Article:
Public Water System
The Federal Government through the Ministry of Water Resources is to access a $400 million loan from the World Bank, in its effort to revitalise the ailing and dilapidated infrastructure in the water sector and map out a way forward in improving water utility.
Speaking at a recent seminar on water agencies’ performance assessment and benchmarking in Nigeria organised by the ministry in collaboration with the Bank in Abuja, the senior water and sanitation specialist of the World Bank, Alexander Danilenko, said the workshop was a baseline process to support the ministry in its drive in water transformation and supply.
He added that the programme would be a continuous one and would be carried on technically by Nigerian experts, adding that the World Bank has no other business with the project apart from the technical and financial support in setting up the project.
Danilenko said it would be a national ownership project owned solely by Nigeria, and expressed hope that the project would be carried on effectively by the monitoring and evaluation unit of the ministry.
His words “Effectively the water coverage during recent years has reduced because of the increase in urbanisation, the increased migration from the rural communities to the urban facilities and urban water utilities and states water boards cannot cope well with such urbanisation.
“So the government decided to take a loan from the World Bank and from other donors to continue that programme. At this stage right now the programme is about $400 million but many donors and other interest groups are supporting the programme so we hope that it would go further.”
“The workshop is to stimulate the participants to understand the baseline of the status of water sector in Nigeria, but information, unfortunately, is decentralised very much in the country.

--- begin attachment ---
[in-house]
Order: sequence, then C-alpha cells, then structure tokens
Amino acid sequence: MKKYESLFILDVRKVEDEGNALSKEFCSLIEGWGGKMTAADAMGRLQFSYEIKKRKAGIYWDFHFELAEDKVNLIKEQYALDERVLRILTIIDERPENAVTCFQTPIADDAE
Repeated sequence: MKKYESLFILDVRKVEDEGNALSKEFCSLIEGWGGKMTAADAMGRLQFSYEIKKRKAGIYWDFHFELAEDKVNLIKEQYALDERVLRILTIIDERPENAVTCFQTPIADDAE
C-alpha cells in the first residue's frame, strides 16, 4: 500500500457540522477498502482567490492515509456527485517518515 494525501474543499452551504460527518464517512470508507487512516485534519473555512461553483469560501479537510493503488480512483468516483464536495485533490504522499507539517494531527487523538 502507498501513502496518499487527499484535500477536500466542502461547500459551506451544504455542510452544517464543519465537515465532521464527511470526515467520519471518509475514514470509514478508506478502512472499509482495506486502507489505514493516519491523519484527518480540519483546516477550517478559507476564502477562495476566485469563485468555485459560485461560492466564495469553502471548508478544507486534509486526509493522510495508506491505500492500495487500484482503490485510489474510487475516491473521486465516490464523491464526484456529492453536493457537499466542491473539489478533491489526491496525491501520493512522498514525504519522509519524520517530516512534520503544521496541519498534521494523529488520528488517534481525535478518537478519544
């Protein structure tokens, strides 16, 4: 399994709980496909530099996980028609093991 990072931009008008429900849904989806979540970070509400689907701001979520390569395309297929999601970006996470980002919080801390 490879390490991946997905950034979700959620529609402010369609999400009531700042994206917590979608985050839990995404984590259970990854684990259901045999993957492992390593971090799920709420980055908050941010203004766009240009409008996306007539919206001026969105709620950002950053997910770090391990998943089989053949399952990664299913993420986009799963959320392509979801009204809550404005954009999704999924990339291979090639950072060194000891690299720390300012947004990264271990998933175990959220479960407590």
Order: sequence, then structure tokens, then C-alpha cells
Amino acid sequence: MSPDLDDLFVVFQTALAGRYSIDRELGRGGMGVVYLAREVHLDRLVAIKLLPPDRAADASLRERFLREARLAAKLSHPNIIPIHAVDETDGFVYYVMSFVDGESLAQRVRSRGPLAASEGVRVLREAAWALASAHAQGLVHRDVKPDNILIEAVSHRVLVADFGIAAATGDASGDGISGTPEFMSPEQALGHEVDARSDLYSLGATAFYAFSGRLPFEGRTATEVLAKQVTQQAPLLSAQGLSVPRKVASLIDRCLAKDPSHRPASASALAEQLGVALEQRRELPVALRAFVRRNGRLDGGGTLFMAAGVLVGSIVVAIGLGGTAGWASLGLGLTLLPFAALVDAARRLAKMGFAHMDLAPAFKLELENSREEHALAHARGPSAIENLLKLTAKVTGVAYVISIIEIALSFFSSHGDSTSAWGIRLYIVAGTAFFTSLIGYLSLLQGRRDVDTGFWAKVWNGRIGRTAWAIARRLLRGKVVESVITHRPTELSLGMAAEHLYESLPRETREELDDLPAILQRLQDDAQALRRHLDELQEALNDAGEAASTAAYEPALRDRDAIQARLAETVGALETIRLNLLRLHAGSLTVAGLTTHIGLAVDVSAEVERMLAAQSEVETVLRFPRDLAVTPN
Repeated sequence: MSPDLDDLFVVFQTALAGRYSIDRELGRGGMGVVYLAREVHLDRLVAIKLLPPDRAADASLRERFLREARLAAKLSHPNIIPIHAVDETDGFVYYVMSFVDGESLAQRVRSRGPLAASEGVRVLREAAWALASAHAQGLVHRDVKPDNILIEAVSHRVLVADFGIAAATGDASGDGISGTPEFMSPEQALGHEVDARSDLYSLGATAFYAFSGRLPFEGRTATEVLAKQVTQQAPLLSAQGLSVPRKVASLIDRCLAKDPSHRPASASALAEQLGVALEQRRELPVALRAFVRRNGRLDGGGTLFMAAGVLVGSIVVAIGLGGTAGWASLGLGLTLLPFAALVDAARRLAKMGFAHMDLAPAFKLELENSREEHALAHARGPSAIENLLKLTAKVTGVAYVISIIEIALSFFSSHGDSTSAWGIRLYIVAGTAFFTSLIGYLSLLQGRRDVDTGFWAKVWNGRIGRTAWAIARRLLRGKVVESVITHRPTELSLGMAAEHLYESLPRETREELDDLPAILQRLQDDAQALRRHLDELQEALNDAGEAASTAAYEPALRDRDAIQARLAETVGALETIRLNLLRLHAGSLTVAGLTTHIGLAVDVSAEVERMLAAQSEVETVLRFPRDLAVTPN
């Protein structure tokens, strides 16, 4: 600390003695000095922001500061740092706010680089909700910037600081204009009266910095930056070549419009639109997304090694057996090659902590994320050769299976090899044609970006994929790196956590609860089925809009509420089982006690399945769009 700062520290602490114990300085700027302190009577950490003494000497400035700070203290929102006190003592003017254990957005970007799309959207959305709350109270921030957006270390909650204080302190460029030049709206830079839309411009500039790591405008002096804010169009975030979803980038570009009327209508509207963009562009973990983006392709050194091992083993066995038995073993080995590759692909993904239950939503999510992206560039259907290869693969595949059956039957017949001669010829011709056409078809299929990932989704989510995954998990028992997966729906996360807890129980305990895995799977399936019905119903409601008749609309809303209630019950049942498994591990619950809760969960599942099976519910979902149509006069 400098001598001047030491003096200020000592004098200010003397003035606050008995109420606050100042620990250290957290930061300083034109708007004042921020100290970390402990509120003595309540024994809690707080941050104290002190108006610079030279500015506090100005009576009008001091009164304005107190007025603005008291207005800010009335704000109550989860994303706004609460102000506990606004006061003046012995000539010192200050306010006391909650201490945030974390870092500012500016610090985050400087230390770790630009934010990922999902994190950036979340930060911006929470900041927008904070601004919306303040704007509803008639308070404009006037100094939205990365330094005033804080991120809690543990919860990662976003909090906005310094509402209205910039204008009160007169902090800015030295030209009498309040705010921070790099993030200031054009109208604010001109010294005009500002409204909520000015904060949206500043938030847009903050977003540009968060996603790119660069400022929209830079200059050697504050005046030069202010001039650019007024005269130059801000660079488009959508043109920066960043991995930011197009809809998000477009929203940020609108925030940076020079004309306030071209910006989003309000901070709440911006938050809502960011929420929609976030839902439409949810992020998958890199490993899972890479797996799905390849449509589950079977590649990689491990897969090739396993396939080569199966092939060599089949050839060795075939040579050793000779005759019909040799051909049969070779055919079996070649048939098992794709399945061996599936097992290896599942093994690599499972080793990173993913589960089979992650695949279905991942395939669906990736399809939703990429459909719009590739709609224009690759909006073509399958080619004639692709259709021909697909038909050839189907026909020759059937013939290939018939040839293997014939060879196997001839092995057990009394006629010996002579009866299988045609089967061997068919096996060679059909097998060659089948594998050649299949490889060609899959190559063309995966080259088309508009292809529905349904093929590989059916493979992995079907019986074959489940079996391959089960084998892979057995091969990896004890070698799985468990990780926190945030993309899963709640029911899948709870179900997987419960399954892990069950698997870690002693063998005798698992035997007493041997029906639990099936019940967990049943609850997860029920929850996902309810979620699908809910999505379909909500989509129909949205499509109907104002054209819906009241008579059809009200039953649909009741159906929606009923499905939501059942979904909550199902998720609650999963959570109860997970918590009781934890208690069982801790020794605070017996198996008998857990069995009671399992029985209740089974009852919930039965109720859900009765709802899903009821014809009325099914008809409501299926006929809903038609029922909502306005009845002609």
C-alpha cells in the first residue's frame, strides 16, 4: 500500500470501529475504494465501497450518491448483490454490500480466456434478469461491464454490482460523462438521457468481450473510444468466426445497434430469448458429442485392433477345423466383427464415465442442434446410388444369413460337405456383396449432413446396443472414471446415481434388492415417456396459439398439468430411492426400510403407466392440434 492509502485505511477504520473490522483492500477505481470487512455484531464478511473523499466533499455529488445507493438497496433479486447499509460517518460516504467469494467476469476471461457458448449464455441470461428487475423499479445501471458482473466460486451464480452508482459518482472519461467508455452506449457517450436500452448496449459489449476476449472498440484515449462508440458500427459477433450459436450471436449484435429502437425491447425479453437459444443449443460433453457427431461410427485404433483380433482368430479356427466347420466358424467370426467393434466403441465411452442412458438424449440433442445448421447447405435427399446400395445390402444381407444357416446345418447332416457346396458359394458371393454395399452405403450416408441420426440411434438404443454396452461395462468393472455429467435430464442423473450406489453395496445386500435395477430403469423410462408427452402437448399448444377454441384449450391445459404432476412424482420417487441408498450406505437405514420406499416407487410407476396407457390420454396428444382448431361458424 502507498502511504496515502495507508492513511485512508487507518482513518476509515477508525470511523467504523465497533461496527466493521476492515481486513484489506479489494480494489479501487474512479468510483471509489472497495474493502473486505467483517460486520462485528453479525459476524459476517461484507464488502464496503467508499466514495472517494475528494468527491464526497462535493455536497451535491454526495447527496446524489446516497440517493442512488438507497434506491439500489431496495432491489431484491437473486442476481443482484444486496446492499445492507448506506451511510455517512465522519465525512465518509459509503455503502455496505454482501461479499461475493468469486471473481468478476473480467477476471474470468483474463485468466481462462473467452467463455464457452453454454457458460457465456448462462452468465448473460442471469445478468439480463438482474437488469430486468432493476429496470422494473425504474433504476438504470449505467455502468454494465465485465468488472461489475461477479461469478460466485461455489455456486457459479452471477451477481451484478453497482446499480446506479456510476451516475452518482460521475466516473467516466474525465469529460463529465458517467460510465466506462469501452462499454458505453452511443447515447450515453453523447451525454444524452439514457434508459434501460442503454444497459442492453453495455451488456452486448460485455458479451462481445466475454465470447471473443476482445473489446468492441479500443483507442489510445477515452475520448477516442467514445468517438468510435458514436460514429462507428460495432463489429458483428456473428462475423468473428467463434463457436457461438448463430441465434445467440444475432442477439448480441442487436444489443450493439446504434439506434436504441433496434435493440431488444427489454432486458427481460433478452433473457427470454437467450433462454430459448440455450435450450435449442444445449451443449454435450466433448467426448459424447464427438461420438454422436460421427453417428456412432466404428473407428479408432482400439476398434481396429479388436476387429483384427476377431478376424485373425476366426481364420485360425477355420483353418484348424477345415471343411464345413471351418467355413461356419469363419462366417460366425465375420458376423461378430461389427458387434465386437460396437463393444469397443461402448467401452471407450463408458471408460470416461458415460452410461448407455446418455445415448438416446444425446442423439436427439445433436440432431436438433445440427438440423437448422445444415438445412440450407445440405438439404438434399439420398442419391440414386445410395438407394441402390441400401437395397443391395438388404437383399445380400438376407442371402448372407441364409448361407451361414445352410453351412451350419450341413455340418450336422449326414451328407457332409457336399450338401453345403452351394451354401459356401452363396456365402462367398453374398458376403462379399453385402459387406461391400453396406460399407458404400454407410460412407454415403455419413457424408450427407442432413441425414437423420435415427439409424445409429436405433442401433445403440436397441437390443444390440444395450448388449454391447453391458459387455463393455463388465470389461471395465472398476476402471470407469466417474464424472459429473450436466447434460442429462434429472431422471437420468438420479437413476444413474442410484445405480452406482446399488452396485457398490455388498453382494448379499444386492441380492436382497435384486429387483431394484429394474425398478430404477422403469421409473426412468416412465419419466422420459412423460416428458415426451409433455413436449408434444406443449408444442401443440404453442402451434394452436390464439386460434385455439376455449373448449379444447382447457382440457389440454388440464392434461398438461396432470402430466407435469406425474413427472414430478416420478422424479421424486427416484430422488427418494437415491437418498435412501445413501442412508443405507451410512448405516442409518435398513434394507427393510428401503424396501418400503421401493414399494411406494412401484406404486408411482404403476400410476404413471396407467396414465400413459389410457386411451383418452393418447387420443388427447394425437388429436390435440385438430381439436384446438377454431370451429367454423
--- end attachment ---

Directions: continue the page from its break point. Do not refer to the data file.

“However with the standardised tools of performance assessment benchmarking, we would be ready to establish a proper baseline for every element and every utility in the country and then aggregate it to the national level, to the regional level, and to the country level.
“Then we would be able to provide assistance based on facts, based on objective information provided by utilities and verified by our Nigerian experts and then use it for the decision processes in investment and support where needed,” Danilenko added.
Admitting to the slow growth rate of the water sector in the country, the permanent secretary of the ministry, Ambassador Godknows Igali, said the condition of the already-built water infrastructure and distribution networks are deteriorating due to poor management and sometimes neglect.
Putting the overall economic loss in Africa due to lack of access to safe water and basic sanitation at $28.4 billion a year, with Nigeria having the largest share of the loss, Igali maintained that the continuous delay in the sector’s development would only make for a greater loss.
He said to make way for effective performance assessment of the agencies, the ministry has subscribed to the tools of International Network of Water and Sanitation Utilities (IBNET) as a way of moving the country from the state of ‘business-as-usual’ but establish a system of performance driven and accountability for the sector.
He added that the programme would provide significant investments for reform and water supply infrastructure development in all the 36 states and the FCT.